October 24, 2020
Cold Boiling Lake
Bumpass Hell forms the largest geothermal area in Lassen Volcanic National Park. The thermal features sit just southeast of Lake Helen, via a short, flat trail. But I decided to access the very popular (and crowded) area via a longer hike with more vertical, from Cold Boiling Lake.
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October 24, 2020
Arrival at Butte Lake
California lays claim to nine national parks, as of 2021—more than any other state. Some parks attract millions of annual visitors: Yosemite and Joshua Tree clocked 4.4mn and 3.0mn visitors, as of 2019. Luckily for NorCal adventurers, Lassen Volcanic flies comparatively under the radar. The park has seen just over half a million visitors, annually, over the past few years.
Continue reading “Cinder Cone Nature Trail (Lassen NP)”
September 4, 2020
An Early Start
The day began well before dawn at the South Sister trailhead. It’s always smart to start a hike as early as feasible. But today this was doubly the case since it was Labor Day weekend and the forecast called for soaring temps by midday. Sure enough the parking lot was already starting to fill around 4:30 am.
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September 1, 2020
Arrival at Dawn
I met my guide just before dawn for our ascent of Three Fingered Jack: a craggy, prominent remnant of a shield Volcano in central Oregon. This would be, far and away, my most technical rock ascent. As such, we had met the day before at Smith Rock to tune up my climbing skills.
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August 23, 2020, Sun Notch Trailhead
A stroll along the Sun Notch Trail
I spent a day last August exploring Crater Lake National Park en route to Bend Oregon. After a sunrise hike to Garfield Peak, I began a drive along East Rim Drive. A recent spate of wildfires had left the lake quite smokey, and sightlines would continue to deteriorate into midday. Beyond this COVID-19 had dashed any plans of taking a boat tour around the lake. But some other short hikes were still on the docket, including this little gem!
Continue reading “Sun Notch Trail towards Phantom Ship (Crater Lake NP)”
Aug 23, 2020, Rim Village
I arrived just before sunset to Rim Village, having driven that day north from the Bay Area. The summer and Fall of 2020 will forever be known for two things on the West Coast: COVID and fires. Evidence of the latter hung in the air over Crater Lake, which seemed visibly thick with smoke. I felt as though I were standing on the edge of a massive cauldron.
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June 20, 2020, King’s Creek Falls trailhead
I found myself with time to kill in Lassen National Park, having hiked to the summit of the park’s main volcano well before noon. being mid-June, many of the park’s signature attractions were still closed, due to snow, including the signature Bumpass Hell area with its steam vents and bubbling mud pits. That said, Kings Creek Falls caught my eye as a fun cool-down hike.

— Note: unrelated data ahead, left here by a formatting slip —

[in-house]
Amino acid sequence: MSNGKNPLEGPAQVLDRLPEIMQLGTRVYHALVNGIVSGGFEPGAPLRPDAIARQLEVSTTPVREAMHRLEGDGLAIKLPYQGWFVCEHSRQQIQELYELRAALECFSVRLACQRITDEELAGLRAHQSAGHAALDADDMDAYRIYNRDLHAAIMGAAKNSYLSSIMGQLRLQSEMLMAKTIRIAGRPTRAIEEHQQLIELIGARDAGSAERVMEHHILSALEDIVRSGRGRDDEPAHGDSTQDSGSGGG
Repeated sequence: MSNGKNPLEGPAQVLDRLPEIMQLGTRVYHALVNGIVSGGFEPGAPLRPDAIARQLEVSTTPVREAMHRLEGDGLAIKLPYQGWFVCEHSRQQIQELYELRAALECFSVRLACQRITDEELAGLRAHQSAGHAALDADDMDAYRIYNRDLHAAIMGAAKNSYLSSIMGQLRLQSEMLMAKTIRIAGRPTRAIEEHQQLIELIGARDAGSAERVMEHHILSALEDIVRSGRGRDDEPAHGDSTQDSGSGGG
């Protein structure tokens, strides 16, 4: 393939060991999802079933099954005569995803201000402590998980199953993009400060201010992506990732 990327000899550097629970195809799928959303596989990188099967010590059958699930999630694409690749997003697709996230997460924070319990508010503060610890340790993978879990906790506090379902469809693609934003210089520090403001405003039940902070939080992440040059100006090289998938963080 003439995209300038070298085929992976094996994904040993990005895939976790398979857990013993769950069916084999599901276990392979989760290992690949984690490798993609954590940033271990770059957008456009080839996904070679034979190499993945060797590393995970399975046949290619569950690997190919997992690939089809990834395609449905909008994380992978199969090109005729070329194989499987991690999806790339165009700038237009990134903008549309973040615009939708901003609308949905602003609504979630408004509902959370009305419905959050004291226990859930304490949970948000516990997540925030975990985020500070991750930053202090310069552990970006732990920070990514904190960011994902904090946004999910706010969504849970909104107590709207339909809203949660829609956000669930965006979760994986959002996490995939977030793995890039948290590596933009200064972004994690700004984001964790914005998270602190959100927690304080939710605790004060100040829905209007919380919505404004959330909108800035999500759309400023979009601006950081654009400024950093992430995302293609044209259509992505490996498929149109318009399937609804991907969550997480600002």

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June 20, 2020, Lassen Peak Trailhead
Lassen National Park
I began the day an hour southeast of Lassen National Park, in the town of Red Bluff. The road to the park undulated through the rolling foothills of the northernmost expanse of California’s Central Valley. Through the haze, I could see the Cascades rising to the north and east ahead of me. First, Shasta came into view, still covered in snow along its uppermost flanks. Then Brokeoff and Lassen Peaks rose over the landscape, dead-ahead, both silhouettes against the morning sun.
Continue reading “Lassen Peak: an entry-level Cascade volcano”
August 14, 2018, Paradise WA
In summer 2018 I signed up for a guided mountaineering seminar on Mt Rainier, in the gorgeous Cascade Range in Washington. My first trip to Washington, four years earlier, was to visit a friend getting her Ph.D. from U Washington in nearby Seattle. While roaming around town, I caught my first glance of Rainier, towering over the landscape. It was unlike any mountain I had seen before, clearly taller and more isolated than anything in the Rockies, let alone the Northeast. I asked my friend if we could hike it. She looked at me like I had three heads and said “What?! No! You need to like, train for that. And acclimate. It’s like a real mountain.” I decided then and there that the next time I was in Washington, I was climbing Mt Rainier.
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August 12, 2018, Ashford Washington
In the summer of 2018, I ventured to the Pacific Northwest to take part in a guided climb of Mt Rainier. The day before the program began, another participant and I decided to stretch our legs, post-travel, with a quick day hike. The folks at the motel we were staying at had an unsurprisingly excellent knowledge of the region and its hikes. They warned us to avoid Rainier National Park, down the road. They predicted an hour-plus line on this sunny Saturday afternoon in August—just to get through the gates! Instead, they wrote down a list of turns to take via dirt logging roads to a nearby hike outside the park. The hike was known as High Rock. For anyone without the inside scoop, Google Maps can get you there just fine.
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